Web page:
The UC Irvine law professor charged with the task of overseeing the major mortgage settlement in California has started a Consumer Protection Clinic that will enlist attorneys and law students to ensure the five banks deliver on the $18 billion in relief to distressed borrowers in the state over the next three years.
Along with helping homeowners avoid foreclosure, Katherine Porter’s new clinic seeks to change unfair and deceptive practices, such as the illegal actions of the five largest loan services in the U.S. that sparked the $25 billion national settlement.
“This is a truly unprecedented development, not only the size and nature of the settlement and monitoring process, but also the involvement of law students in helping the Attorney General aid troubled consumers,” Porter said. “There is no other legal clinic like this in the country in terms of offering multiple perspectives on consumer law. It will prepare UCI law students for sophisticated careers in law and policy--all while helping distressed homeowners.”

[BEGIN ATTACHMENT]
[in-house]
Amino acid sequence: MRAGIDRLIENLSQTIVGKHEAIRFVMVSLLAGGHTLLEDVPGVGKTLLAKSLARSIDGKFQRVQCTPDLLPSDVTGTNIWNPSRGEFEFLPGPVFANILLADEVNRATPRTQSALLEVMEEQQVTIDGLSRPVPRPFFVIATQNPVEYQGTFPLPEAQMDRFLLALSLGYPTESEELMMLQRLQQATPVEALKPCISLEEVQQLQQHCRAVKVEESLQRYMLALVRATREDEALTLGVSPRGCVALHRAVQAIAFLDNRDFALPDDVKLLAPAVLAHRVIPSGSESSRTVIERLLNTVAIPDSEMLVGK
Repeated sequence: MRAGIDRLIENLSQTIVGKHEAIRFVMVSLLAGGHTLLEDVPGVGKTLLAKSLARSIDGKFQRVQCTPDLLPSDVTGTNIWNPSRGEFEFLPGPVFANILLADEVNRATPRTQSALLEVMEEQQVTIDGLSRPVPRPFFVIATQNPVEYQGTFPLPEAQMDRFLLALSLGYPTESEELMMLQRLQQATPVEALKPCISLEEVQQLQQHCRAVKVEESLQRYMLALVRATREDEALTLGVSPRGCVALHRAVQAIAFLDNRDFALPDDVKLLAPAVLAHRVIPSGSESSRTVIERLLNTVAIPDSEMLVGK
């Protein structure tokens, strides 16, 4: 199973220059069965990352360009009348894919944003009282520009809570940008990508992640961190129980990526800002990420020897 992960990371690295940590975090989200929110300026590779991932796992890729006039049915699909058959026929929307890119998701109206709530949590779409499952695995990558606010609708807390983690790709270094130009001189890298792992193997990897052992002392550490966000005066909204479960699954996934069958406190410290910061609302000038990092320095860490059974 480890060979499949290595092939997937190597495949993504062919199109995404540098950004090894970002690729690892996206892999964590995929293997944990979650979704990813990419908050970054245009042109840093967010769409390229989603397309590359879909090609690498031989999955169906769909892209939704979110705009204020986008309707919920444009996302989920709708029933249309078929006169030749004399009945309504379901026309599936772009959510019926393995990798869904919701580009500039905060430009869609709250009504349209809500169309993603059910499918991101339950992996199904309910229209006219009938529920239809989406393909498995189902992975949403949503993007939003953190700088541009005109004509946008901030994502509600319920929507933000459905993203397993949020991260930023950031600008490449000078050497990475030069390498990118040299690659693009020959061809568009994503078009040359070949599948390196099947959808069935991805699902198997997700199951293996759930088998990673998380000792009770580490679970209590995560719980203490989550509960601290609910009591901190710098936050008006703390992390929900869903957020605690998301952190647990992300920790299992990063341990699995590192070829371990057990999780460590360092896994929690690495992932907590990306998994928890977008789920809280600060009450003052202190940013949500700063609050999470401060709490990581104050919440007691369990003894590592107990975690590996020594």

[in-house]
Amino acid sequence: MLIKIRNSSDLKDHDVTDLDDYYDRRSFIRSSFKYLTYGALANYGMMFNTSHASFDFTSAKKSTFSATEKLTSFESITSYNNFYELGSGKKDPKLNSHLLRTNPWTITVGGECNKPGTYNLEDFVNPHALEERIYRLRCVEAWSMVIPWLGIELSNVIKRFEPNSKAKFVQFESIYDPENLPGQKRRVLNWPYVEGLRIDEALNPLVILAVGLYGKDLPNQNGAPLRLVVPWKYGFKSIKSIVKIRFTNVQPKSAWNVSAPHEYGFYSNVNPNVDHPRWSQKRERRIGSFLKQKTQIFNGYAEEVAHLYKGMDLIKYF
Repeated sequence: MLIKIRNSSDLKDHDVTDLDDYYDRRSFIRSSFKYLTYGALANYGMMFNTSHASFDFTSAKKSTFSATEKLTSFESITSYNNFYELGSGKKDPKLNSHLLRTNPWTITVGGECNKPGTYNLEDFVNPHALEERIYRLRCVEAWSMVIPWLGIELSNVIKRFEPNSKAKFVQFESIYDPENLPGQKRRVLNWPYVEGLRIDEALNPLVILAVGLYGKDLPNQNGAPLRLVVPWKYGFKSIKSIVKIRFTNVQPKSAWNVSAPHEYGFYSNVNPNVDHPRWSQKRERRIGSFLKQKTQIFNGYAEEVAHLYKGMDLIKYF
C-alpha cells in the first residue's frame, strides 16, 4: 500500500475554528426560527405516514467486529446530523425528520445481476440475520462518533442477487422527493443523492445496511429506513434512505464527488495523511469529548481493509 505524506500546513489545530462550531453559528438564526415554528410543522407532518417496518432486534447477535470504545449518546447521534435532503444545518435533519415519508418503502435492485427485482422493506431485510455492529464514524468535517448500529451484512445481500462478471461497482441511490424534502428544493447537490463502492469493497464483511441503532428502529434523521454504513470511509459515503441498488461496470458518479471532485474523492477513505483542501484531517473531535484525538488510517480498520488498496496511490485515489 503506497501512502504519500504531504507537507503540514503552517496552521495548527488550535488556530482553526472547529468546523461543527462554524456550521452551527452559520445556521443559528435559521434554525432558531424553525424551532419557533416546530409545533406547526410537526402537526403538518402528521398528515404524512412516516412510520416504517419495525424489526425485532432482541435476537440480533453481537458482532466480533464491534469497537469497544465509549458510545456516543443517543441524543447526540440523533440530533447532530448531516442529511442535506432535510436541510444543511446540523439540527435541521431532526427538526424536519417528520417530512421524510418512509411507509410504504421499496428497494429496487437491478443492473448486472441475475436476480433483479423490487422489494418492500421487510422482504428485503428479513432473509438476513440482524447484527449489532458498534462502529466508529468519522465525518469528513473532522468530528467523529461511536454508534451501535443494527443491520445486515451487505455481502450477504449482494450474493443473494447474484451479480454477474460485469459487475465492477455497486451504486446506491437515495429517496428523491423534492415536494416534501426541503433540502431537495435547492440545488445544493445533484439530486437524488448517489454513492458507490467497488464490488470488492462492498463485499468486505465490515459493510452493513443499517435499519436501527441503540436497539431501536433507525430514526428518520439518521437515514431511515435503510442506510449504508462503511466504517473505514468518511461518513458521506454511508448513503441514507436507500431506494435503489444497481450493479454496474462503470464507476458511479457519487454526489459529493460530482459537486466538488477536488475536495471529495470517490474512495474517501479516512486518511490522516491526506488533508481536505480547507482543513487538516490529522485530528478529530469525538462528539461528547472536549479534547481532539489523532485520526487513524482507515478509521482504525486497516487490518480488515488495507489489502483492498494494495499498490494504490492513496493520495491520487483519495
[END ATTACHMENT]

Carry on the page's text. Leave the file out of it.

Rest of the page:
Porter, named by California Attorney General Kamala Harris as the state’s mortgage settlement monitor, will establish the clinic at UCI’s law school and co-teach it with another professor who will advise the law students. The Consumer Protection Clinic will serve as a partnership between the California Attorney General’s Office and the UC Irvine School of Law.
Students will have the opportunity to work directly with homeowners, government lawyers and bank representatives, and will be asked to help with the following tasks: helping homeowners obtain loan modifications, developing and implementing compliance plans to monitor banks, communicating with the public about the settlement, preparing public compliance reports, and providing advice and support to the Attorney General.
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